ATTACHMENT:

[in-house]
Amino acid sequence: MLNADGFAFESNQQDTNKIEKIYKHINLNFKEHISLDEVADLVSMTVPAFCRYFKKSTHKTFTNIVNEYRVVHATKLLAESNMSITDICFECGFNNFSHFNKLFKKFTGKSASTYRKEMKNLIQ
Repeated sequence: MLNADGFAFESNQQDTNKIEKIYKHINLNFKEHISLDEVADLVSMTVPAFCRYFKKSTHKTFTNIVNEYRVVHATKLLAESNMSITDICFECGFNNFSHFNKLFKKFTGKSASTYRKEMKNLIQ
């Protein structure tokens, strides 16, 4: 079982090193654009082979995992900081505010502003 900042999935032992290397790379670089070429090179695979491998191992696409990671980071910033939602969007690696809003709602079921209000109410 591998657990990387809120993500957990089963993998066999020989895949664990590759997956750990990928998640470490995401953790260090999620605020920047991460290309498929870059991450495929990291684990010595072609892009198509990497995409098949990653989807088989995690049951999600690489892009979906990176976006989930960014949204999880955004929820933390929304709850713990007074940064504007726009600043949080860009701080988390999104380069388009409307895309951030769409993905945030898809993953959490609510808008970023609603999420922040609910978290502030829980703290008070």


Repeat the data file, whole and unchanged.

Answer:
[in-house]
Amino acid sequence: MLNADGFAFESNQQDTNKIEKIYKHINLNFKEHISLDEVADLVSMTVPAFCRYFKKSTHKTFTNIVNEYRVVHATKLLAESNMSITDICFECGFNNFSHFNKLFKKFTGKSASTYRKEMKNLIQ
Repeated sequence: MLNADGFAFESNQQDTNKIEKIYKHINLNFKEHISLDEVADLVSMTVPAFCRYFKKSTHKTFTNIVNEYRVVHATKLLAESNMSITDICFECGFNNFSHFNKLFKKFTGKSASTYRKEMKNLIQ
């Protein structure tokens, strides 16, 4: 079982090193654009082979995992900081505010502003 900042999935032992290397790379670089070429090179695979491998191992696409990671980071910033939602969007690696809003709602079921209000109410 591998657990990387809120993500957990089963993998066999020989895949664990590759997956750990990928998640470490995401953790260090999620605020920047991460290309498929870059991450495929990291684990010595072609892009198509990497995409098949990653989807088989995690049951999600690489892009979906990176976006989930960014949204999880955004929820933390929304709850713990007074940064504007726009600043949080860009701080988390999104380069388009409307895309951030769409993905945030898809993953959490609510808008970023609603999420922040609910978290502030829980703290008070």